Laurie Penny: Why women are better off single

Laurie Penny

 I think that it’s usually better for women to be single. Particularly young women. Particularly straight young women. Not just “all right”, not just “bearable” – actively better.

I have spent most of my twenties single, sometimes by choice, and sometimes because I was dating men and unable to locate one of those who didn’t try to hold me back or squash me down. I spent quite a lot of time being sad about that, even though my life was full of friends, fulfilling work, interesting lovers and overseas adventures.

Looking back, though, staying single was probably the best decision I made, in terms of my career, my dedication to my work and activism, and the lessons I learned about how to care for myself and other people.

I’m not single right now. It’s sad that I felt I had to wait until that was the case before writing an essay like this. Part of me, I suspect, wanted to justify myself, to prove to you that I could gain the love of a man-shaped human, and thereby be an acceptable female. I wanted to wait and see if I felt the same way from the other side of five years without a primary partner. It turns out that I do.

You see, I don’t believe that my relationship constitutes a happy ending. I don’t want a happy ending. I don’t want an ending at all, particularly not while I’m still in my goddamn twenties – I want a long life full of work and adventure. I absolutely don’t see partnership as the end of that adventure. And I still believe that being single is the right choice for a great many young women.

Nothing frustrates me so much as watching young women at the start of their lives wasting years in succession on lacklustre, unappreciative, boring child-men who were only ever looking for a magic girl to show off to their friends, a girl who would in private be both surrogate mother and sex partner. I’ve been that girl. It’s no fun being that girl.

You see them everywhere – exhausted young women pouring all their spare energy into organising, encouraging and taking care of young men who resent them for doing it but resent them even harder when they don’t.

You see them cringing for every crumb of affection before someone cracks and it all goes wrong and the grim cycle starts again. You can fritter away the whole of your youth that way. I know women who have.

For those of us who mostly or exclusively date the so-called “opposite” gender, romantic love really can be a battlefield. It’s where politics play out intimately and, often, painfully.

We’re not supposed to acknowledge that love is political. But how can it be otherwise?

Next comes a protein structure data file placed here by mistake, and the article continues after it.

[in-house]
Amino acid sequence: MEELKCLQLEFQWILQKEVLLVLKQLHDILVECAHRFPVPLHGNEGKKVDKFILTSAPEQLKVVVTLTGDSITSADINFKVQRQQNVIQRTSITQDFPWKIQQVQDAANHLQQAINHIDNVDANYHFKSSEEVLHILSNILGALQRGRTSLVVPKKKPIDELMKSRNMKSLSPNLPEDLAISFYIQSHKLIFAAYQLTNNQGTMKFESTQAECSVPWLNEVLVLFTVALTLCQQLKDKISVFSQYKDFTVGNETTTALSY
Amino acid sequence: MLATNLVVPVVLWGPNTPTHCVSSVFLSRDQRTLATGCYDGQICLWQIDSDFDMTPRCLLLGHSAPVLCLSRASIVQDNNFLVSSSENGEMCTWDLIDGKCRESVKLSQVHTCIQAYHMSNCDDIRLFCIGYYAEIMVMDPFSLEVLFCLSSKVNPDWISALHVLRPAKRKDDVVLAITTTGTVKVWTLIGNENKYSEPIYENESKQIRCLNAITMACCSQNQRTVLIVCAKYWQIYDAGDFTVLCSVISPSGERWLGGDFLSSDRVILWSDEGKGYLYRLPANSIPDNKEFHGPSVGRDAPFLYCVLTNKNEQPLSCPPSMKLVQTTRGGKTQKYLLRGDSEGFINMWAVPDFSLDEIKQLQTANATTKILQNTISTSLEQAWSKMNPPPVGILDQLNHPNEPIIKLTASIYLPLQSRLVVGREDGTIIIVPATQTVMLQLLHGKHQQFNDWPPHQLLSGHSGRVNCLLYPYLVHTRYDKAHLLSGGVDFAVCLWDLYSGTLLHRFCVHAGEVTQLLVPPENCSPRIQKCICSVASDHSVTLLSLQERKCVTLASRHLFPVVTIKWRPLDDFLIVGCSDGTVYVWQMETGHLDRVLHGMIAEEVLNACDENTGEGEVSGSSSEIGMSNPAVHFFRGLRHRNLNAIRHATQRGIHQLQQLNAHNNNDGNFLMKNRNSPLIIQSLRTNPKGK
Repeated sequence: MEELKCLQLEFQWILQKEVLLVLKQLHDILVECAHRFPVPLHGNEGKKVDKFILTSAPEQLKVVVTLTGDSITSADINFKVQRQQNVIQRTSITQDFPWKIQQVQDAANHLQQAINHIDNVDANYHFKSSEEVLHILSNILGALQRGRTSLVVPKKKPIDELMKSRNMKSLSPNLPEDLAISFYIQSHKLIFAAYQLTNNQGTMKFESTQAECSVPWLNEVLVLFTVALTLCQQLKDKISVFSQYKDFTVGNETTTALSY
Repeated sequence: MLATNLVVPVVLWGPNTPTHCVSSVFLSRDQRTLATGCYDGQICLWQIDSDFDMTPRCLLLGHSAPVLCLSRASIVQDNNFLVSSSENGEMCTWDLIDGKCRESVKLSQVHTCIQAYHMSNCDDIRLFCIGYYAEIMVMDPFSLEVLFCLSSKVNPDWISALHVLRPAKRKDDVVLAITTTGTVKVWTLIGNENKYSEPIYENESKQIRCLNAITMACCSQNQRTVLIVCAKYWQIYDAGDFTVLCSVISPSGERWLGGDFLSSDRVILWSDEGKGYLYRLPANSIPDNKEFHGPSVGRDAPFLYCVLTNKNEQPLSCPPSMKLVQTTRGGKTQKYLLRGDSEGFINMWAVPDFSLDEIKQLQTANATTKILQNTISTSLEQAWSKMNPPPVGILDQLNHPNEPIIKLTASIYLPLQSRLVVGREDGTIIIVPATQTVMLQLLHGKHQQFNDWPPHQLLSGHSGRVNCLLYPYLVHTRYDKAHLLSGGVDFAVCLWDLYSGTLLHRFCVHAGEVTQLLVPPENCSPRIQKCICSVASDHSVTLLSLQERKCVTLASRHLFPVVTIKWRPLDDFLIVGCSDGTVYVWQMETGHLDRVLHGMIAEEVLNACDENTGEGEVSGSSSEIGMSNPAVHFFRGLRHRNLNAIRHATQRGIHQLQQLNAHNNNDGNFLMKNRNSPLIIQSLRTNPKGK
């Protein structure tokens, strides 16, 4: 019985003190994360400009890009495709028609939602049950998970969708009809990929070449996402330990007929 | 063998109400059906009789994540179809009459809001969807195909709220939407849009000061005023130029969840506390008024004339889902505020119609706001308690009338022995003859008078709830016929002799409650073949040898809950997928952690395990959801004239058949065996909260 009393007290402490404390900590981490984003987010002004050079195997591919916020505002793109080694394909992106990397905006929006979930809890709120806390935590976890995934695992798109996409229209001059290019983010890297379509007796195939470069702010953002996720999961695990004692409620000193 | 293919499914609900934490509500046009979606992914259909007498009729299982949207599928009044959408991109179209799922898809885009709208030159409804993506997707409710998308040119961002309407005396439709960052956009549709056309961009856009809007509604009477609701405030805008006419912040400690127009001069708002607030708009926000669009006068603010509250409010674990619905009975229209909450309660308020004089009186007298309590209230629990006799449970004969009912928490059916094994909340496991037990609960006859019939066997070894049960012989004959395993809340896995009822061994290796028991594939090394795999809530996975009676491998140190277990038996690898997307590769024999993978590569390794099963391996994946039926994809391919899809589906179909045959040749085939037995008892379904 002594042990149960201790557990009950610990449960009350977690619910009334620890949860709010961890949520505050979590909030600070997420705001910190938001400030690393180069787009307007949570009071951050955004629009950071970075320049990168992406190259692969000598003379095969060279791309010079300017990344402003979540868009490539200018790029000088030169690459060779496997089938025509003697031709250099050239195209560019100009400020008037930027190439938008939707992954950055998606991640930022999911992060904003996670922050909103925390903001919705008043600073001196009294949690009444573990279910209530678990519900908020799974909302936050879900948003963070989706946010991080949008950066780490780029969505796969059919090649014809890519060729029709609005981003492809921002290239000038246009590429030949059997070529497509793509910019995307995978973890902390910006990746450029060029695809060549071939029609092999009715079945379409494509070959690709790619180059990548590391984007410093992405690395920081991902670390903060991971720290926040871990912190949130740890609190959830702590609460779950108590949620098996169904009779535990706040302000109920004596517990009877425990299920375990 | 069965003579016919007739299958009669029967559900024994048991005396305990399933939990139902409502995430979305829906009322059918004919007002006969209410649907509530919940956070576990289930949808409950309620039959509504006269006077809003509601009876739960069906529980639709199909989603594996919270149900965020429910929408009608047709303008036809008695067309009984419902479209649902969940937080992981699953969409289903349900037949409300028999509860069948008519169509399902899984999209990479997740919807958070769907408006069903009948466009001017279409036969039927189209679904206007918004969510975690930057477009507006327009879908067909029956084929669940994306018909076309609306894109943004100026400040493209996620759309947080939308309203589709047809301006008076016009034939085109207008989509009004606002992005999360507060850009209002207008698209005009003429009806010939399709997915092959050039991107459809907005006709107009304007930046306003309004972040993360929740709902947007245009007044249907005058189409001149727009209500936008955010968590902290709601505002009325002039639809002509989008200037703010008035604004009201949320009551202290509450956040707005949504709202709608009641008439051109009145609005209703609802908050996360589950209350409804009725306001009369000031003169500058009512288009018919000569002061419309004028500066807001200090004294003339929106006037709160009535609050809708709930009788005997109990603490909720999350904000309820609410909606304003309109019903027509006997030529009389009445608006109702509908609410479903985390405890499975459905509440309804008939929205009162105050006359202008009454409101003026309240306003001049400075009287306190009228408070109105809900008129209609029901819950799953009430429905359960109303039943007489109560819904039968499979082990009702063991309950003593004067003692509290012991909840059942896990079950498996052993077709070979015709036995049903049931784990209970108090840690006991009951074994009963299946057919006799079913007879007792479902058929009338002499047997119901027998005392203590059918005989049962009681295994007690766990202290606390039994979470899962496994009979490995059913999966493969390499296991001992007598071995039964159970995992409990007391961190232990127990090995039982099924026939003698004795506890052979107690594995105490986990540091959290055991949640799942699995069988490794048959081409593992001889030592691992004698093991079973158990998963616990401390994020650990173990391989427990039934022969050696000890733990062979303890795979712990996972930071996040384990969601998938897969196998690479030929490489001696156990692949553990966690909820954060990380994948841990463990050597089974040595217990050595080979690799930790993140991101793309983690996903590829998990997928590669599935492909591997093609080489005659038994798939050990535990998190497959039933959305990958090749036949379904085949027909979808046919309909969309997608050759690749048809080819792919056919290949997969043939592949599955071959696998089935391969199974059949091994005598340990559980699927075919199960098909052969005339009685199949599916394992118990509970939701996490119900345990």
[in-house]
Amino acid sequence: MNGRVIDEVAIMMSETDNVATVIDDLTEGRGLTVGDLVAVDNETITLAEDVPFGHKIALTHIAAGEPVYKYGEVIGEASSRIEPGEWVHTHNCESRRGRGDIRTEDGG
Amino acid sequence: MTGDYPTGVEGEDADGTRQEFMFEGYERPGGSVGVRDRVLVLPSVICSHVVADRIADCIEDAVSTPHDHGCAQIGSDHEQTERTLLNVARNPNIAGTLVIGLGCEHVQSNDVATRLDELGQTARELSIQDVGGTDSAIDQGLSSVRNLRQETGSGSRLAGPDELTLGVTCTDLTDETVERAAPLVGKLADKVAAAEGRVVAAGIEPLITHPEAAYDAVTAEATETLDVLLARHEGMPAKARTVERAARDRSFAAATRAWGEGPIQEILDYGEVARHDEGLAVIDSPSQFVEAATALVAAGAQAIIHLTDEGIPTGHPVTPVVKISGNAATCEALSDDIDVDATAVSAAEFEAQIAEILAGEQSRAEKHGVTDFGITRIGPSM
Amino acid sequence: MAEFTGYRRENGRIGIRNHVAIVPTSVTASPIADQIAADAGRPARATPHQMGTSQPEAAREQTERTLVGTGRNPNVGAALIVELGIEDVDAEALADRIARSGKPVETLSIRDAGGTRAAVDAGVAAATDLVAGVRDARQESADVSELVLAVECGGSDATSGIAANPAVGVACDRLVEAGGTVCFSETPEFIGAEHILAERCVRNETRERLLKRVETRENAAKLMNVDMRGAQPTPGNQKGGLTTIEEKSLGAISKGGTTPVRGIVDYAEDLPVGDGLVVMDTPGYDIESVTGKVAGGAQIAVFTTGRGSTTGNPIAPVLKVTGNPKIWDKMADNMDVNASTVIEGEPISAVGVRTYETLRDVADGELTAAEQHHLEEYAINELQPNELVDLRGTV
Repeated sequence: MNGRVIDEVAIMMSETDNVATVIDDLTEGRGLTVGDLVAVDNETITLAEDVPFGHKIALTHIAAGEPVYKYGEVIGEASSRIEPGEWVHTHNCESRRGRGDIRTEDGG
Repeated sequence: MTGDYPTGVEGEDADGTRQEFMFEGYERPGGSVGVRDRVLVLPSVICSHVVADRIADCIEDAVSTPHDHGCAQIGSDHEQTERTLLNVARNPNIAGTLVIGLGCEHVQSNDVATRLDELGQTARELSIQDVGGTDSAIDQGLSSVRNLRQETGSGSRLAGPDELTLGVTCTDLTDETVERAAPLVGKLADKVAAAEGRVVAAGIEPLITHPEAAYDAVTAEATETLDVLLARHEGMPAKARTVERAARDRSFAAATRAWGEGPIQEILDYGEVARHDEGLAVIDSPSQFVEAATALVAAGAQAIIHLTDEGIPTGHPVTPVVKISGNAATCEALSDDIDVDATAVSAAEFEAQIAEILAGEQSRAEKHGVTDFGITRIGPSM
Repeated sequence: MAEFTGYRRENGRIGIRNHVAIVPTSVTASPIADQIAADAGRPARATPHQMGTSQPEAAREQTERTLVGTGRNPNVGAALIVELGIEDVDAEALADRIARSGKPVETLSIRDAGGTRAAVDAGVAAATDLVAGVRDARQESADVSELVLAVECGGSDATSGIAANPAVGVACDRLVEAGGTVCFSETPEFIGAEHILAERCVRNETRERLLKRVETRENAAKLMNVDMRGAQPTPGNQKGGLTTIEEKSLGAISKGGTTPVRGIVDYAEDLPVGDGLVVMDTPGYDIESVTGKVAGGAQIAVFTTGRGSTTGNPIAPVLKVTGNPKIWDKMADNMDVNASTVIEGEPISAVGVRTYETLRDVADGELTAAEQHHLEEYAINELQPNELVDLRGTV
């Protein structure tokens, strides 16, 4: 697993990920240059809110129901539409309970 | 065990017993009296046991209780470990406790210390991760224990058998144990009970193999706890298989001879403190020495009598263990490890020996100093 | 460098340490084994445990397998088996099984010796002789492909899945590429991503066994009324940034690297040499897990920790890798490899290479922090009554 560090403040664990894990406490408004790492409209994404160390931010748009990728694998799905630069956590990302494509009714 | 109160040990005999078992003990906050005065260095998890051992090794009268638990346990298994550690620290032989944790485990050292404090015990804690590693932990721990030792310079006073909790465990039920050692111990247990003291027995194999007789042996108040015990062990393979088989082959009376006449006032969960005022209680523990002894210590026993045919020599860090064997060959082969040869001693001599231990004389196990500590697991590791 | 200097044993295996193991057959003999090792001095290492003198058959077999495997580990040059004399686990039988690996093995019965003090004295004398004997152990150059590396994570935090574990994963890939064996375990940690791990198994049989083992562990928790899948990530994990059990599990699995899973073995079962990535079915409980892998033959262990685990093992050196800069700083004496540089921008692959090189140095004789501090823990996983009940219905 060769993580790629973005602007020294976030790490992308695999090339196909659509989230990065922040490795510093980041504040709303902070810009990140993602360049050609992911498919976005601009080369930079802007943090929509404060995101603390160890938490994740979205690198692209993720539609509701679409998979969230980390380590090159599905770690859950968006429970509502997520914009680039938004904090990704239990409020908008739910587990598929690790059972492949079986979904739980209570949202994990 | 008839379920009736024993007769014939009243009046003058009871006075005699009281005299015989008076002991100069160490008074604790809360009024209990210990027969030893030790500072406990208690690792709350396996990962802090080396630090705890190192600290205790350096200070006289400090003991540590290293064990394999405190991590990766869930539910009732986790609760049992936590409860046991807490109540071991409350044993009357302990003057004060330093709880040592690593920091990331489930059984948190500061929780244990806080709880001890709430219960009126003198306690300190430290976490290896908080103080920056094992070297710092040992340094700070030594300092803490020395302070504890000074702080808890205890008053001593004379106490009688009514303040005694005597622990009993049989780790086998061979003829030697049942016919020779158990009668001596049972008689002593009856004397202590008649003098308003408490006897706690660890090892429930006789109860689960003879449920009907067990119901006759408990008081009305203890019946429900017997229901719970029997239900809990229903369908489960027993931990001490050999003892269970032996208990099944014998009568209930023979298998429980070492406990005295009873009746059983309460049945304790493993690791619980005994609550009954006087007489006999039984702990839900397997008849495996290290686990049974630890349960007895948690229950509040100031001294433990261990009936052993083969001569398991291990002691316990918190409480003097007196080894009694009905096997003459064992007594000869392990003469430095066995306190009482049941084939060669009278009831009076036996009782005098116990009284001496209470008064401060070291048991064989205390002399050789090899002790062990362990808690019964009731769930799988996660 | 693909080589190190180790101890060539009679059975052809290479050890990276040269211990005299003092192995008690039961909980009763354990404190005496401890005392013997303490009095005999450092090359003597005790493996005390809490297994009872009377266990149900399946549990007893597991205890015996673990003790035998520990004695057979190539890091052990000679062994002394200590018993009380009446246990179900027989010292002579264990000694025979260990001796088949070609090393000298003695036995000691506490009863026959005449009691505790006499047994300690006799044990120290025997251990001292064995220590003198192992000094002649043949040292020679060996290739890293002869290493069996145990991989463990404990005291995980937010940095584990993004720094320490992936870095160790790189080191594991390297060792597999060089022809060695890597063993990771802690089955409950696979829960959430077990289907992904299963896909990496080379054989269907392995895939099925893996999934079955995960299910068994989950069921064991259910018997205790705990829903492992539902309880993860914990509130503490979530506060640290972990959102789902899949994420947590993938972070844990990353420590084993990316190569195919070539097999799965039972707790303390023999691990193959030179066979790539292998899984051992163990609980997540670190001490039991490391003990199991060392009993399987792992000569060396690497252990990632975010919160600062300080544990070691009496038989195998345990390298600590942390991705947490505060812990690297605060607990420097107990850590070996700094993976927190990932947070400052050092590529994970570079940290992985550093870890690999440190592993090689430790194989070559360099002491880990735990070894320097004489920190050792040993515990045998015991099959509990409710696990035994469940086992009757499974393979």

How can it be anything but political, when relationships with men are so often where women experience gendered violence, where differences in pay and privilege hit home, where we do all the work of caring and cleaning and soothing and placating that patriarchy expects us to do endlessly and for free?

When I’ve spoken critically about this monolithic ideal of romantic love in the past, most of the pushback I’ve received has been from men, some of it violent, and no wonder. Men usually have far more to gain from this sort of traditional arrangement. Men are allowed to think of romantic love as a feeling, an experience, a gift that they expect to be given as a reward for being their awesome selves.

That sounds like a great deal to me. I wouldn’t want that challenged.

Women, by contrast, learn from an early age that love is work. That in order to be loved, we will need to work hard, and if we want to stay loved we will need to work harder. We take care of people, soothe hurt feelings, organise chaotic lives and care for men who never learned to care for themselves, regardless of whether or not we’re constitutionally suited for such work.

We do this because we are told that if we don’t, we will die alone and nobody will find us until an army of cats has eaten all the skin off our faces.

There would be serious social consequences if we collectively refused to do the emotional management that being a wife or girlfriend usually involves – so it’s important that we’re bullied into it, made to feel like we’re unworthy and unlovable unless we’re somebody’s girl.

That’s an ideological reason to be single. Now here’s a practical one.

The truth is that most men in their teens and twenties have not yet learned to treat women like human beings, and some never do. It’s not entirely their fault. It’s how this culture trains them to behave, and in spite of it all, there are a few decent, kind and progressive young men out there who are looking for truly equal partnerships with women.

That’s why it’s so critical that women with the ability to do so – particularly women and girls at the beginning of their adult lives – prioritise their financial and emotional independence, including from men.

There are many different routes to a life of love and adventure and personally, I don’t intend to travel down any one of them in the sidecar. So we need to start telling stories about singleness – and coupled independence – that are about more than manicures and frantic day-drinking.

We need to start remembering all of the women down the centuries who chose to remain unpartnered so that they could make art and change history without a man hanging around expecting dinner and a smile.

We need to start remembering that the modern equivalents of these women are all around us, and little girls need not be terrified of becoming them.

This is an edited extract from Bitch Doctrine by Laurie Penny (Bloomsbury, AU $24.99)

 

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